26 February, 2024

What can be patented as a design?

Insights
8 minutes

Introduction

In today’s world, where innovation and design play a key role in the competition in the market, industrial design patenting has become an integral part of the intellectual property protection strategy. Industrial designs are the creation of human intelligence, embodied in a unique form, design or construction of products that can be used in industry or other spheres of activity. Knowing what can be patented as an industrial design allows authors and inventors to effectively protect their rights and interests, providing them with the exclusive right to use and commercialize their designs.

It is important to understand the difference between an invention, a utility model and an industrial design and to know the conditions for obtaining protection for your industrial design in order to successfully complete the registration procedure and obtain legal protection in Ukraine and abroad.

Concept of industrial design

Industrial samples are a unique combination of aesthetic characteristics of a product, which can be embodied in a form, pattern, colour or their combination. These characteristics make the product visually attractive and recognizable to the consumer, reflecting the innovative approach and creativity of the developer. The concept of industrial design covers a wide range of goods, from household appliances to packaging and fashion accessories, where the key aspect is its appearance rather than functionality.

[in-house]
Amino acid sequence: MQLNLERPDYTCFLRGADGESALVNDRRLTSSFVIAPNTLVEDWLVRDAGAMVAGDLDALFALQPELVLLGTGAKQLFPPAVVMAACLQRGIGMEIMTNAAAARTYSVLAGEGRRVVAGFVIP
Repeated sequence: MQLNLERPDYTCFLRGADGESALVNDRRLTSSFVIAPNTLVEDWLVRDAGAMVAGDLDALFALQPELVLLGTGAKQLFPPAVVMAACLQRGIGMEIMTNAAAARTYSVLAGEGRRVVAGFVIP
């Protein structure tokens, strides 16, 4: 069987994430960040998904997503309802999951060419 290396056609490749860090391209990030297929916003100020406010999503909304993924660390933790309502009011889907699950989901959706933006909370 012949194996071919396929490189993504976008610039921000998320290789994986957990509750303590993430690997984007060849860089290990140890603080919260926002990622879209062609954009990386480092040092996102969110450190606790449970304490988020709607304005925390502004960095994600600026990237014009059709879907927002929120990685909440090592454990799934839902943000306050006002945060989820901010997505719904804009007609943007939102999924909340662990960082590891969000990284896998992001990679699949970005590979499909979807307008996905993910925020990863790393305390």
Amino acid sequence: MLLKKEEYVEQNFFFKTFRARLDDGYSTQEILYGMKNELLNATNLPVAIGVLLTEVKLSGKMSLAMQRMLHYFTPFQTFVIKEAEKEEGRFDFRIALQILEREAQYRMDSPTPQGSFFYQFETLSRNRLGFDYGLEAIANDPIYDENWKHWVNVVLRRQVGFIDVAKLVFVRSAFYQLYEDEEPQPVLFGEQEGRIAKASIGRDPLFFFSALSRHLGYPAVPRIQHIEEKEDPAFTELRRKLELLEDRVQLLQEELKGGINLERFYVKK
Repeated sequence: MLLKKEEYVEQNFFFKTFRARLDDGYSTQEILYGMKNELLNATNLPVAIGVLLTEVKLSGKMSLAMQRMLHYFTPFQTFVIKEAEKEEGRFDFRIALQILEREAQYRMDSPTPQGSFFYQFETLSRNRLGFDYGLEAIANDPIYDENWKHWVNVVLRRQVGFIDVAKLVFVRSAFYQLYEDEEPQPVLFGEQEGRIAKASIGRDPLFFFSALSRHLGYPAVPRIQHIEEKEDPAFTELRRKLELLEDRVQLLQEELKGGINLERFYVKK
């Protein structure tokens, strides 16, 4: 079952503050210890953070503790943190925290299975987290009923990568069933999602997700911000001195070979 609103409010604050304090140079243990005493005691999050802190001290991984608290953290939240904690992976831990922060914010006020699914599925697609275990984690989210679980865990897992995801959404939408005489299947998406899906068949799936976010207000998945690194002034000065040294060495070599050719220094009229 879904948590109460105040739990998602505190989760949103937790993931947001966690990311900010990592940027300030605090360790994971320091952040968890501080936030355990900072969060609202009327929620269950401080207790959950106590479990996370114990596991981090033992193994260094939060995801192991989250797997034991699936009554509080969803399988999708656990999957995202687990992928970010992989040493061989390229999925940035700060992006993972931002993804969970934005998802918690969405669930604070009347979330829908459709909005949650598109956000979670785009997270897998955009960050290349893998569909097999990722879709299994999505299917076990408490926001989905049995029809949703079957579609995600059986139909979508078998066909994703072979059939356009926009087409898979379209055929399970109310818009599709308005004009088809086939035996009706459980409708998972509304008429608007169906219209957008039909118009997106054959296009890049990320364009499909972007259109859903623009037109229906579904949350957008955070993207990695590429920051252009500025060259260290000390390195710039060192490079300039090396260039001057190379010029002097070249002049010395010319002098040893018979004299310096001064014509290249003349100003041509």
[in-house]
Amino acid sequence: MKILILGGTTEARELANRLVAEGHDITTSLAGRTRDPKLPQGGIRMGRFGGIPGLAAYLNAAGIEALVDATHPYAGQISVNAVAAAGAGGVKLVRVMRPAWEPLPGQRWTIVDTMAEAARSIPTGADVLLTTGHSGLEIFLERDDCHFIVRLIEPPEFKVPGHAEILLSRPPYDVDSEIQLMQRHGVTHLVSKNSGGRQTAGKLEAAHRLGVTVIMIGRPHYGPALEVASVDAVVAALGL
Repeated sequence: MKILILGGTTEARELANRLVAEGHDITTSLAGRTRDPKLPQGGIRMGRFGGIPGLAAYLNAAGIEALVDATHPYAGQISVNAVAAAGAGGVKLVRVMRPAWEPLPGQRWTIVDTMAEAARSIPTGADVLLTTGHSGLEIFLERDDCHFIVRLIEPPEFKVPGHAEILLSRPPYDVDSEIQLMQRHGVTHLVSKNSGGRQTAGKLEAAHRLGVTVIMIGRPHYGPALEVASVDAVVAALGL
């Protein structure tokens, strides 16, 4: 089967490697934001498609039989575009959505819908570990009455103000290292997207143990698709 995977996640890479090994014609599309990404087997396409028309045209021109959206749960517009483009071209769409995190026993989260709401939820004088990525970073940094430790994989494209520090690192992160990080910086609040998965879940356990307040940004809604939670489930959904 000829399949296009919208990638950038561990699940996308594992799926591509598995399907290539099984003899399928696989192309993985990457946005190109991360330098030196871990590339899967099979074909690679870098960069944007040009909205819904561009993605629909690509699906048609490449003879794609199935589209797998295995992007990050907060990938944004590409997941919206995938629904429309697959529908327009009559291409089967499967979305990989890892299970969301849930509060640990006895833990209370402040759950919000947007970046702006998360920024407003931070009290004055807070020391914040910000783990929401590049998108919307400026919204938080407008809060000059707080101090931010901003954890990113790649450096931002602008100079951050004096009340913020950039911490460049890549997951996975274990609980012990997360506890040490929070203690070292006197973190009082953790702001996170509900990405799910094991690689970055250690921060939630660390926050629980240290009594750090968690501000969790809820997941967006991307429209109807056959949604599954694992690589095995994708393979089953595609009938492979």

Industrial design is important in the intellectual property system because it helps to maintain competition by stimulating innovation in design and providing legal protection to creative solutions. Protection of rights to an industrial design is carried out by obtaining a certificate (formerly a patent), which recognizes authorship and grants the owner exclusive rights to use the design. This means that no one else can manufacture, sell or import products with the same or similar design without the consent of the certificate holder.

The importance of correctly understanding and defining an industrial design cannot be overstated. This is the initial step towards effective intellectual property protection, which provides the basis for commercial success and innovative development. Whether it’s a fashionable piece of clothing or a new packaging design, every industrial design carries value and deserves protection under intellectual property law.